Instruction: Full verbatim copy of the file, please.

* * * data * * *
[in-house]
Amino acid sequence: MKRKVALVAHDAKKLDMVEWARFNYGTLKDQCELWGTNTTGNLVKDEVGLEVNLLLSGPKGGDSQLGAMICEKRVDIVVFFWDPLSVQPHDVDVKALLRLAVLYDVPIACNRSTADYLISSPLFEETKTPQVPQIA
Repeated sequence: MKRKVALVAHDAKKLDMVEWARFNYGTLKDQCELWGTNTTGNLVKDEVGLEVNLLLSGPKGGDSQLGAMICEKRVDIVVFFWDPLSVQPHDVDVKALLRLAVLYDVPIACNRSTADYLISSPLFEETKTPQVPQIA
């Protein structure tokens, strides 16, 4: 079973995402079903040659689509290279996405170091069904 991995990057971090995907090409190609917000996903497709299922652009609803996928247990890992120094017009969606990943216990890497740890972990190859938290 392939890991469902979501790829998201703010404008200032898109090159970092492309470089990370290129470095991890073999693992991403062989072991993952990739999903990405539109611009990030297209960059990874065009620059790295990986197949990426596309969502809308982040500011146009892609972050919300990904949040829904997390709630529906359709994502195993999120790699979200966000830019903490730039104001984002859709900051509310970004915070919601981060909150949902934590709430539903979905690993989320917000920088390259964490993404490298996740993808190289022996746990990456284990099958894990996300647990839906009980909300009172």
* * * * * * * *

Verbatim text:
[in-house]
Amino acid sequence: MKRKVALVAHDAKKLDMVEWARFNYGTLKDQCELWGTNTTGNLVKDEVGLEVNLLLSGPKGGDSQLGAMICEKRVDIVVFFWDPLSVQPHDVDVKALLRLAVLYDVPIACNRSTADYLISSPLFEETKTPQVPQIA
Repeated sequence: MKRKVALVAHDAKKLDMVEWARFNYGTLKDQCELWGTNTTGNLVKDEVGLEVNLLLSGPKGGDSQLGAMICEKRVDIVVFFWDPLSVQPHDVDVKALLRLAVLYDVPIACNRSTADYLISSPLFEETKTPQVPQIA
């Protein structure tokens, strides 16, 4: 079973995402079903040659689509290279996405170091069904 991995990057971090995907090409190609917000996903497709299922652009609803996928247990890992120094017009969606990943216990890497740890972990190859938290 392939890991469902979501790829998201703010404008200032898109090159970092492309470089990370290129470095991890073999693992991403062989072991993952990739999903990405539109611009990030297209960059990874065009620059790295990986197949990426596309969502809308982040500011146009892609972050919300990904949040829904997390709630529906359709994502195993999120790699979200966000830019903490730039104001984002859709900051509310970004915070919601981060909150949902934590709430539903979905690993989320917000920088390259964490993404490298996740993808190289022996746990990456284990099958894990996300647990839906009980909300009172």